Advanced Hypersonic Weapon (AHW)
Advanced Hypersonic Weapon (AHW) is to provide a transformational capability on the order of 6,000 KM [3200 NM] range with 35 minute time-of-flight and < 10 meter accuracy. U.S. Army Space and Missile Defense Command/Army Forces Strategic Command (SMDC/ARSTRAT) is working on the Advanced Hypersonic Weapon-Technology Demonstration with the US Air Force Space and Missile Center. The two services are deliberating how certain AHW technologies might fit into the Air Force's Prompt Global Strike program, which aims to field a next-generation weapon capable of striking fleeting targets around the globe faster than today's munitions.
The Department of Defense Quadrennial Defense Review Report of 2006 highlights the need for ''prompt and high-volume global strike'' capability to deter aggression and provide a broader range of conventional options to the President, if deterrence fails. In March 2006, the Commander, U.S. Strategic Command (USSTRATCOM), testified before the Subcommittee on Strategic Forces of the Committee on Armed Services that in situations where U.S. general purpose forces are not in a position to respond rapidly to dangerous threats to the United States, the President may require USSTRATCOM to interdict such fleeting targets at global range. The Department of Defense is conducting an analysis of alternatives for prompt global strike capabilities in the near, mid, and long term.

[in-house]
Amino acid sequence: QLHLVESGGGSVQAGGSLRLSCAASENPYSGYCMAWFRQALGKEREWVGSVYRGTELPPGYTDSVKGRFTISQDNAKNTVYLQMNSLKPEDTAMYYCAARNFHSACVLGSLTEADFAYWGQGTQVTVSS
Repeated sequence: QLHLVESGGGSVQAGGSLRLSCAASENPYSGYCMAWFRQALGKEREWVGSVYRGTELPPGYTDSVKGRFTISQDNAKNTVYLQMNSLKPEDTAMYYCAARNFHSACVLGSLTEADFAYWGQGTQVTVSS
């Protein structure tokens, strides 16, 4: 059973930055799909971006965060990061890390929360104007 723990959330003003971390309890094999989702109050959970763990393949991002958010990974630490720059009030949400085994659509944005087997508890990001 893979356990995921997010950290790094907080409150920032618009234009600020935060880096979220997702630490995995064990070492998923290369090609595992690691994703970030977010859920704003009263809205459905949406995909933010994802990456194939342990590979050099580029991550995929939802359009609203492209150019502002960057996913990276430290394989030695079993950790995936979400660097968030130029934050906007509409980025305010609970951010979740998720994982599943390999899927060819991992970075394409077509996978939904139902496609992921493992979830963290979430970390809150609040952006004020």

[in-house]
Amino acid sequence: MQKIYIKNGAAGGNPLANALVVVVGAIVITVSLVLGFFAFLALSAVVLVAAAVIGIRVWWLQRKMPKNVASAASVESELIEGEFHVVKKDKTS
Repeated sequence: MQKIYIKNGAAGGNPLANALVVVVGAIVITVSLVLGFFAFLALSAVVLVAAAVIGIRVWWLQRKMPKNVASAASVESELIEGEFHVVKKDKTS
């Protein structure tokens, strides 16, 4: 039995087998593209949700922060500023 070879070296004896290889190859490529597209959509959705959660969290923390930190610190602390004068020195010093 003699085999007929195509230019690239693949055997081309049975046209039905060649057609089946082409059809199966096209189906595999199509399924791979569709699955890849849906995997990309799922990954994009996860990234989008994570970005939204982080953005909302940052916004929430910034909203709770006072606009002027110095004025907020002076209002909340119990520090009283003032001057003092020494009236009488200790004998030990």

One alternative option for prompt, conventional long-range strike is to employ advanced technologies such as hypersonic vehicles that can travel thousands of miles in the upper atmosphere in under 60 minutes. The Senate Armed Services Committee recommended an increase of $20.0 million in PE 63308A to support a flight test demonstration program for the AHW. The FY2007 budget request included $11.8 million in PE 63308A, for Army Missile Defense Systems Integration, but included no funding for Advanced Hypersonic Weapon (AHW) risk reduction efforts. The committee was aware that hypersonic research is being conducted throughout the Department for efforts that go beyond prompt global strike. The committee recommended that the Secretary of Defense establish a joint technology office to coordinate, integrate, and manage hypersonic research. Activities related to the development of the AHW should be consistent with the approach adopted by this new joint technology office for hypersonic development so that the AHW could be considered by the Department as a candidate for a joint technology capability demonstration.